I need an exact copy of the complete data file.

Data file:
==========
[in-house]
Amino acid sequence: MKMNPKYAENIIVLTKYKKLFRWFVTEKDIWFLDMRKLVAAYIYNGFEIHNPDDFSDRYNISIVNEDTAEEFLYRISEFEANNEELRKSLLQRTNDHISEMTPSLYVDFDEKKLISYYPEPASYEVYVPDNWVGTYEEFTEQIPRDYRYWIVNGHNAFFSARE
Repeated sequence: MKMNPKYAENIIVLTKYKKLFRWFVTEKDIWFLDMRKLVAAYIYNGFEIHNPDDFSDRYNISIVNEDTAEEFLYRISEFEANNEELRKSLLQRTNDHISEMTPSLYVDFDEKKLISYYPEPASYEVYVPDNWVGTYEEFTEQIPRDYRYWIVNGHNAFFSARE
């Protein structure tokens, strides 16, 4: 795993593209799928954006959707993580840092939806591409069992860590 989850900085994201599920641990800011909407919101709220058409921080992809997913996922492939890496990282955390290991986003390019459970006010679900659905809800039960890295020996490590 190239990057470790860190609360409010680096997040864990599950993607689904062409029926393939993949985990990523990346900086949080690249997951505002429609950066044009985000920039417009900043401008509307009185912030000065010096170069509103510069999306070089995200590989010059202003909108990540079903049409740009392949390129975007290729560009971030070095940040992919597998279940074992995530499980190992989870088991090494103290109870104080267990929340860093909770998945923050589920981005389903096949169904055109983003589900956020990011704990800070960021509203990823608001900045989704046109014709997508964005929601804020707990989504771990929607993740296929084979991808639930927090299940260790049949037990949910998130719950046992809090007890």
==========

[in-house]
Amino acid sequence: MKMNPKYAENIIVLTKYKKLFRWFVTEKDIWFLDMRKLVAAYIYNGFEIHNPDDFSDRYNISIVNEDTAEEFLYRISEFEANNEELRKSLLQRTNDHISEMTPSLYVDFDEKKLISYYPEPASYEVYVPDNWVGTYEEFTEQIPRDYRYWIVNGHNAFFSARE
Repeated sequence: MKMNPKYAENIIVLTKYKKLFRWFVTEKDIWFLDMRKLVAAYIYNGFEIHNPDDFSDRYNISIVNEDTAEEFLYRISEFEANNEELRKSLLQRTNDHISEMTPSLYVDFDEKKLISYYPEPASYEVYVPDNWVGTYEEFTEQIPRDYRYWIVNGHNAFFSARE
């Protein structure tokens, strides 16, 4: 795993593209799928954006959707993580840092939806591409069992860590 989850900085994201599920641990800011909407919101709220058409921080992809997913996922492939890496990282955390290991986003390019459970006010679900659905809800039960890295020996490590 190239990057470790860190609360409010680096997040864990599950993607689904062409029926393939993949985990990523990346900086949080690249997951505002429609950066044009985000920039417009900043401008509307009185912030000065010096170069509103510069999306070089995200590989010059202003909108990540079903049409740009392949390129975007290729560009971030070095940040992919597998279940074992995530499980190992989870088991090494103290109870104080267990929340860093909770998945923050589920981005389903096949169904055109983003589900956020990011704990800070960021509203990823608001900045989704046109014709997508964005929601804020707990989504771990929607993740296929084979991808639930927090299940260790049949037990949910998130719950046992809090007890």